As he fished, he kept in touch with his son who was trolling nearby, finding out what was, or wasn’t working. As it turned out, his son’s boat was ahead.
“We all have out own unique characteristics on what we do better,” Jarrad said. He refused to say which of the three – grandpa, father and son – is best. But he’s really proud of his son. “Who wouldn’t want your son working and fishing with you,” he said. “I’m sure my dad had a lot of pride when I began guiding at 17.”
As he chatted and trolled, the number of walleye and sauger in the live wells began to grow. Each client had his one walleye longer than 20 inches so some nice fish had to go back. Slowly, they added walleye and sauger, tossing back a few sheephead.
Eventually, they had their limits and so did Jordan’s boat.
They roared back to Hok-Si-La with their clients’ limits and smiles.
They had written another page in the Fluekiger legacy on the Mississippi.
ALMA, WI- After reviewing all the applications for an Action Track Chair, RUTTING RIDGE FOUNDATION is excited to announce this years recipients of an ACTION TRACK CHAIR. This year it goes to MAX (AGE 12) and JAKE LESPERANCE (AGE 10) of Neenah WI. MAX AND JAKE both suffer from AT, Ataxia-telangiectasia, or “A-T,” is a progressive, degenerative disease that affects a startling variety of body systems. The first signs of the disease usually appear early in childhood (the toddler stage), when children begin to walk. Though they usually start walking at a normal age, they wobble or sway when walking, standing still or sitting. The onset of this ataxia marks the beginning of progressive degeneration of a part of the brain, known as the cerebellum that gradually leads to a general lack of muscle control, and eventually confines the patient to a wheelchair.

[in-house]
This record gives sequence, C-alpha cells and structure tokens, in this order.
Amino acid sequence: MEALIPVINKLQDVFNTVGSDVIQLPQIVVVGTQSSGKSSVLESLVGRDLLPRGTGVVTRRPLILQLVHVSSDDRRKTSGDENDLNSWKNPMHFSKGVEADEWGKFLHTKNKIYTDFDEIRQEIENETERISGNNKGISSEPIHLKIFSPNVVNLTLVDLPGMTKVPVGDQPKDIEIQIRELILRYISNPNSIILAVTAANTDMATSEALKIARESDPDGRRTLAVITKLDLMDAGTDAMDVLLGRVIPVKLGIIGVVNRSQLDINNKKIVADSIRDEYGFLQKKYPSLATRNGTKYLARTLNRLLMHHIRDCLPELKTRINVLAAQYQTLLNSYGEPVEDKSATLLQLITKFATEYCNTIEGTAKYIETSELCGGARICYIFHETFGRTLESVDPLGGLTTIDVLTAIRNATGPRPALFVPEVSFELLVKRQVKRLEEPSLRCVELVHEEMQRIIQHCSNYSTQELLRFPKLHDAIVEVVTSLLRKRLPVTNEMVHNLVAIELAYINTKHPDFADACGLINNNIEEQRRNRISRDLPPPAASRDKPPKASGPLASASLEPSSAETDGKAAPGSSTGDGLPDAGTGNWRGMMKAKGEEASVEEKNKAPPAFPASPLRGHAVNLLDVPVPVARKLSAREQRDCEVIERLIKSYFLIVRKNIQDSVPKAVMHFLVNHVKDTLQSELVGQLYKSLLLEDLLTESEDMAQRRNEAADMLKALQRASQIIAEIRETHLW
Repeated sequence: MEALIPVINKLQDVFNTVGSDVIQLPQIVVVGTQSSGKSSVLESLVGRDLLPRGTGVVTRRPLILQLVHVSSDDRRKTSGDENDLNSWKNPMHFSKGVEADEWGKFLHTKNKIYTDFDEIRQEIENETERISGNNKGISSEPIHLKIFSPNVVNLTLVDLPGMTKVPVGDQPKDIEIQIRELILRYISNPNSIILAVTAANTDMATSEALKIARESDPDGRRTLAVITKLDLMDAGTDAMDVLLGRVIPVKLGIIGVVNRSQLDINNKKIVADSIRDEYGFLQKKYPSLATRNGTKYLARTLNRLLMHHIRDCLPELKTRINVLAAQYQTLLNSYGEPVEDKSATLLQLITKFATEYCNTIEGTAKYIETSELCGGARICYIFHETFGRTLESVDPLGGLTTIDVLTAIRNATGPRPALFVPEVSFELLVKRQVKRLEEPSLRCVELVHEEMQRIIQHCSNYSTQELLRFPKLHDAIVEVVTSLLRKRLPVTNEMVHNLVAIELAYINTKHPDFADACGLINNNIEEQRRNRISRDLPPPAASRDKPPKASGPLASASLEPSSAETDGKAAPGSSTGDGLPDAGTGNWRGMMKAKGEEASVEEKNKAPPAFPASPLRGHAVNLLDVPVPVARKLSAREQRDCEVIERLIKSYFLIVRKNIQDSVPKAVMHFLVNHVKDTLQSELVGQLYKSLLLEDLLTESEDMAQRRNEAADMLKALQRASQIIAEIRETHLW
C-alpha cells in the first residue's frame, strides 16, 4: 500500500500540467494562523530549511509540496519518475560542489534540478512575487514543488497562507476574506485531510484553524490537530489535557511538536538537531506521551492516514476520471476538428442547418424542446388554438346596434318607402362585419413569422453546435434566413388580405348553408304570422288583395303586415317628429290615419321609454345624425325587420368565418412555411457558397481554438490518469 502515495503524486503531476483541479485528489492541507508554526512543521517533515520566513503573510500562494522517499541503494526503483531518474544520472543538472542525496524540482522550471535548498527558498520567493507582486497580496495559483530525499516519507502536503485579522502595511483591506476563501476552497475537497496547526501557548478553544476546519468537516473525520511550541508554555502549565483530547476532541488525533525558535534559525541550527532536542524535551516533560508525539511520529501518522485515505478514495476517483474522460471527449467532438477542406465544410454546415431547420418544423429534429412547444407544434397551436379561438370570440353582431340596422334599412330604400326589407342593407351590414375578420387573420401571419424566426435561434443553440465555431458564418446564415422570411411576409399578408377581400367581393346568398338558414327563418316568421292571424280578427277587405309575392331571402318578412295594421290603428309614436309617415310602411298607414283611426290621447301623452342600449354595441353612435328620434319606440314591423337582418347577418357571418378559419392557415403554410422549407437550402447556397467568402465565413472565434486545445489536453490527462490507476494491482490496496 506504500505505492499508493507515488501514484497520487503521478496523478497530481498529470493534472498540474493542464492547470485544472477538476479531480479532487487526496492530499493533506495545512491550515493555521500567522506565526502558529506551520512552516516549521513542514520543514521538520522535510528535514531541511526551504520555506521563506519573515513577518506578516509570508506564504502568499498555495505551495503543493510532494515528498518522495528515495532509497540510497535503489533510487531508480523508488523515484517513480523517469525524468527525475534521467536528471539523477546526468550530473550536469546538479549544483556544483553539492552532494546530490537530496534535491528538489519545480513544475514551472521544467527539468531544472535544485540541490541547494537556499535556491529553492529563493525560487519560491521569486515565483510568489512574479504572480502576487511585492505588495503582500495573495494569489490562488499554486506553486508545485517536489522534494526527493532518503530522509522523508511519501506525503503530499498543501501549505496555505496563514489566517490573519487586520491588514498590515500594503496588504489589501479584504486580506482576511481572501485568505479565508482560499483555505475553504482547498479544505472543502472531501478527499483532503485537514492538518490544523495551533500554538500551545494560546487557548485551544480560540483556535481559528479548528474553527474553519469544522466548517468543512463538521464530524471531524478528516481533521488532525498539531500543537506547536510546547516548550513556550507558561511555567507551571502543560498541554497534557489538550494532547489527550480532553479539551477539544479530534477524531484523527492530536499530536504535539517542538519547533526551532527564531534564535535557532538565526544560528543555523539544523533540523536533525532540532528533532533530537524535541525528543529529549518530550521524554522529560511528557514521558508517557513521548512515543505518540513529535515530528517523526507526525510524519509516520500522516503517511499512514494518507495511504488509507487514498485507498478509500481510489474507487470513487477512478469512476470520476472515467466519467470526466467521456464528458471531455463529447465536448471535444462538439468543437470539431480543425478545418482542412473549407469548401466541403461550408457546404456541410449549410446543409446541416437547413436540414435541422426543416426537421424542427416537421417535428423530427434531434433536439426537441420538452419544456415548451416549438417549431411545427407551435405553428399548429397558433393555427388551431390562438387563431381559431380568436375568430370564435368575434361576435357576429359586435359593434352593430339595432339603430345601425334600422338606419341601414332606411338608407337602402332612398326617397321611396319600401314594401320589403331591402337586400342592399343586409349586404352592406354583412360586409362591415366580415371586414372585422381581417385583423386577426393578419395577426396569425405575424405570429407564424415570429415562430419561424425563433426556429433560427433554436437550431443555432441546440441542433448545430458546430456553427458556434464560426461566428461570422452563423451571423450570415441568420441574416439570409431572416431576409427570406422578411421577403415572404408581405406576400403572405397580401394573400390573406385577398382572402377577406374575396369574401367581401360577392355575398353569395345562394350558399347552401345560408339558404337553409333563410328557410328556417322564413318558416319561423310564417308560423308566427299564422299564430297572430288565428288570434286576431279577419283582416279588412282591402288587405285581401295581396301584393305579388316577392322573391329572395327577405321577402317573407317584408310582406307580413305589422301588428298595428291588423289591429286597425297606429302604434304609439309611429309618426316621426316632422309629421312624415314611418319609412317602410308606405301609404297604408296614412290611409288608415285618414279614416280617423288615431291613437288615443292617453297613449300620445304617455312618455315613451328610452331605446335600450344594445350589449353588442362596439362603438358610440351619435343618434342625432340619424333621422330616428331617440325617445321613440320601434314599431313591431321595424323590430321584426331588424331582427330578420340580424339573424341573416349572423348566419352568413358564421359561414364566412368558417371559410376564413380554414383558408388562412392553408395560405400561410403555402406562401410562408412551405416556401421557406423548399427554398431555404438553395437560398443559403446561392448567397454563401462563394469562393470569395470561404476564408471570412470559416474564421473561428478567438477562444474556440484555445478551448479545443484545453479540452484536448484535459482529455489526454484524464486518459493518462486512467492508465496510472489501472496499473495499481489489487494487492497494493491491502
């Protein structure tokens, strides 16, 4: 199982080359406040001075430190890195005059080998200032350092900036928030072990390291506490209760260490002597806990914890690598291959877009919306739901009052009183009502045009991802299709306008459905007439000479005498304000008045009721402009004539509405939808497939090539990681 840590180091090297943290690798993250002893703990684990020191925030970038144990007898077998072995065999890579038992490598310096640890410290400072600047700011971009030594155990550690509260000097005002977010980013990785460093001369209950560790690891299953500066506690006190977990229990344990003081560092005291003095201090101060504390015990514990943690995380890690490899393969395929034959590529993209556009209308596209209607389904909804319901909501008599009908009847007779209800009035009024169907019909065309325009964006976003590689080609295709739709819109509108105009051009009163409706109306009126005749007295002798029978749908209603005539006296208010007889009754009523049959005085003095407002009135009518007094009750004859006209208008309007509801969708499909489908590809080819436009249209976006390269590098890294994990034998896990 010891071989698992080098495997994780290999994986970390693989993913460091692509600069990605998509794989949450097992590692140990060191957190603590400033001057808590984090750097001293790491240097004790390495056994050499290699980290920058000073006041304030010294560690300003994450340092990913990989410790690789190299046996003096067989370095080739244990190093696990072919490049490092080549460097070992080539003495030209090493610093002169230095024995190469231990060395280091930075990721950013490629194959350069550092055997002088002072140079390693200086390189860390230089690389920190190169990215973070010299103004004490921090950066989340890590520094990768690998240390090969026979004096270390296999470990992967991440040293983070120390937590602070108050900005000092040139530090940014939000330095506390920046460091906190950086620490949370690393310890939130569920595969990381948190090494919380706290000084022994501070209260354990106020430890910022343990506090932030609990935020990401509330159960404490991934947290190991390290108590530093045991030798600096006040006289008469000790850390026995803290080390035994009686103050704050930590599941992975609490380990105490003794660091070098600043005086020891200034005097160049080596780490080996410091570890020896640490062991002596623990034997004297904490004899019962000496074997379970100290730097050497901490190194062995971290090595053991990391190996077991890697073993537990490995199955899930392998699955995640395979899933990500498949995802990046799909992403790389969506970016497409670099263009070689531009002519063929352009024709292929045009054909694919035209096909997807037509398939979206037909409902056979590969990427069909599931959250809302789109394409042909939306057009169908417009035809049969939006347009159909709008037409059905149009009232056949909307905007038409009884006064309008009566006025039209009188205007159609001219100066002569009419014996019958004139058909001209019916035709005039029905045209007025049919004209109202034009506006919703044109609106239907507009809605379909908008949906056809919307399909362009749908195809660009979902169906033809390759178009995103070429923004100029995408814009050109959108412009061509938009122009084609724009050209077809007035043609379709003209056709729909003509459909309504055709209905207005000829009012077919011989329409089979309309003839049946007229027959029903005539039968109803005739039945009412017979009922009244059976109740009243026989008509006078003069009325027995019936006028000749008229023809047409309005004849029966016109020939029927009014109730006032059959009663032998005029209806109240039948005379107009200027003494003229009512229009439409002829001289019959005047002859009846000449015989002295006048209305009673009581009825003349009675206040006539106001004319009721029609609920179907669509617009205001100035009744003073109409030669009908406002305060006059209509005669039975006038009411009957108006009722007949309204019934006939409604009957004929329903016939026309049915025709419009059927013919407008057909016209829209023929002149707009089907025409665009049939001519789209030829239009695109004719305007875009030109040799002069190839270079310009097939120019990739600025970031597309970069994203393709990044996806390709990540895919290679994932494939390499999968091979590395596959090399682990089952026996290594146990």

Here are a couple pictures of Max and Jake test-driving a couple of ACTION CHAIRS for fit. Marks comments this week, “The smiles” as they cruised through the yard in the snow, no words. Thanks and bless all of you!”
Rutting Ridge Foundation would like to thank all of you that helped support the foundation over the last year. With out your support we would not be able to make this happen. Rutting Ridge Foundation will be giving one ACTION TRACK CHAIR to the family so that both kids will be able to use the chair. Once there new Action Track Chair is delivered they will be going on hunts in Buffalo County, WI with Rutting Ridge outfitters, LLC.